News·4 min read

Daily Skimm: Amber Heard-Johnny Depp Trial, Tulsa, and Queen Elizabeth II

Actors Amber Heard and Johnny Depp watch as the jury leave the courtroom for a lunch break at the Fairfax County Circuit Courthouse in Fairfax, Virginia, on May 16, 2022.
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June 2, 2022

The Court...and Public Opinion

The Story

The jury has reached a verdict.

This is about...? 

The Amber Heard-Johnny Depp trial. In 2018, Heard wrote a Washington Post op-ed about surviving domestic violence. Depp filed a $50 million defamation lawsuit arguing the article damaged his career and that he never abused Heard. She fired back with a $100 million countersuit, saying Depp defamed her when his lawyer called her abuse allegations a “hoax." The six-week televised trial between the film stars and former spouses had millions tuning in as both sides testified they were abused by the other. But reminder: this was a libel lawsuit.

So what did the jury have to do?

Jurors had to decide whether Heard’s op-ed amounted to defamation. Meaning, that she’d published the article (which never named him) with the intent to harm Depp’s career — and that the abuse claims the article alluded to were not true. The jury vindicated Depp and gave him over $10 million in damages. But jurors also found merit to Heard’s countersuit, and awarded her $2 million in damages after finding Depp defamed her through a comment his lawyer made. Worth noting: In a separate trial in 2020, a British judge ruled that Depp had assaulted Heard and put her "in fear of her life."

What does this mean for #MeToo?

The case was one of the highest-profile trials in recent years. Now, some domestic violence experts fear the doubts cast on Heard’s credibility could discourage victims from coming forward. But others cite examples of other high-profile cases (think: Anita Hill and Christine Blasey Ford) which sparked outrage and more people coming forward despite outcomes that did not favor women. After the verdict, Heard said she was “heartbroken,” and that the decision goes back to a time when a woman who spoke up could be “publicly shamed." Meanwhile, Depp said he feels “at peace” knowing he spoke the truth.


Millions of people followed Johnny Depp and Amber Heard's six weeks in court. The spectacle prompted nuanced discussions about abuse and domestic violence, as well as huge amounts of online vitriol. The trial is now over. But when it comes to the case's ripple effects, the jury's still out.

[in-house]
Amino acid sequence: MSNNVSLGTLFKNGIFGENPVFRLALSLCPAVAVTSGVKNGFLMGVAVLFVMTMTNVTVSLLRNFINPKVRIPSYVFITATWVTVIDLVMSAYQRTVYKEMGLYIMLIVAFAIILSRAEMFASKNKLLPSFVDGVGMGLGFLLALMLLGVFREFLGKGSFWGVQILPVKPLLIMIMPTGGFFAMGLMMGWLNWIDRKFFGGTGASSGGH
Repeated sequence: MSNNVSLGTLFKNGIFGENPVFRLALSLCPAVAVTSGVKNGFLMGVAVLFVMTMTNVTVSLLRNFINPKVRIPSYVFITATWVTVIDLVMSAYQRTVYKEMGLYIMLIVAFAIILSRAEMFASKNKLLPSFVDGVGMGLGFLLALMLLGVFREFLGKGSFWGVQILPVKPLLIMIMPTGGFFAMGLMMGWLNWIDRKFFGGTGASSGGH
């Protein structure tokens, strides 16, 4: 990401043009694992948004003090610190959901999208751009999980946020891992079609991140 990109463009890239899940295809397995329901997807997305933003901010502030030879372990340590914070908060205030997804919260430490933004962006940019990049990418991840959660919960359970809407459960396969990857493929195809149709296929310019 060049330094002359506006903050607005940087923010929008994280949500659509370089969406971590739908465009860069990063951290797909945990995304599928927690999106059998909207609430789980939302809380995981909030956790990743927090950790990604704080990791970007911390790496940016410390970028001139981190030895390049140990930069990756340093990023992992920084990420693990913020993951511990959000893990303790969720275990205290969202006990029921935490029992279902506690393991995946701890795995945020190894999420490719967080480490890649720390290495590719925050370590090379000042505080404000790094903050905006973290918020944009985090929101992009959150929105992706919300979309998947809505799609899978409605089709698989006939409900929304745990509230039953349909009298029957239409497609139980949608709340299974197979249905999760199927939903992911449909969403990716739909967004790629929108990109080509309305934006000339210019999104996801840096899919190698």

And Also...This

Where people are mourning…

Tulsa, Oklahoma. Yesterday, a gunman opened fire in a medical building killing four people and injuring several others. Police believe the suspect — a man between 35 and 40 years old — took his own life. And said he was carrying a rifle and a handgun. Authorities called the shooting “catastrophic” and are investigating a motive. Gov. Kevin Stitt (R-OK) called it a “senseless act of violence and hatred.” The shooting came on the 101st Anniversary of the Tulsa Race Massacre. And comes amid a growing conversation about gun control legislation

  • When will it end?: The Tulsa shooting came eight days after the mass shooting in Uvalde, Texas that left 19 children and two teachers dead. And weeks after an attack at a supermarket in Buffalo, New York, left 10 people dead and three injured.

What will be carrying precious cargo…

United Airlines. Yesterday, it became the first airline to donate flights to help ship much-needed baby formula to the US. Since April, parents across the country have been struggling to find formula to feed their babies. And the crisis is getting worse. Starting next week, United will ship the equivalent of about 3.7 million 8-ounce bottles of Kendamil infant formula. It’s expected to hit shelves at Target stores across the country in the coming weeks. Another shipment from Australia’s also in the works.

PS: Moms across the country are still struggling to find formula for their kids. Here are (some of) their stories.

Who’s updating their status…

Sheryl Sandberg. Yesterday, the No. 2 executive at Meta — formerly Facebook — said she’s stepping down as COO after 14 years. Sandberg is credited for developing the social media company’s advertising business — helping it bring in over $100 billion in revenue. And is seen as one of the most important women in business. But the COO has also faced backlash for everything from the Cambridge Analytica privacy scandal to misinformation in the 2016 election. Now as Meta focuses on developing the metaverse, Sandberg wants to focus on personal philanthropy. She called the experience as COO “the honor and privilege of a lifetime” and plans to step down in the fall. Meta CEO and founder Mark Zuckerberg said he’s "grateful for everything" she's done.

What’s giving some debt relief…

The Biden admin. Yesterday, the Education Dept announced it's automatically wiping out $5.8 billion in student loans. The beneficiaries: borrowers who studied at Corinthian Colleges. In 2015, the for-profit college closed after accusations that it defrauded students. Now, about 560,000 borrowers will benefit from the dept’s largest student loan forgiveness ever.

Who deserved one of Girl Scouts' highest honors — and so much more…

Amerie Jo Garza

Who's going platinum...

Queen Elizabeth II

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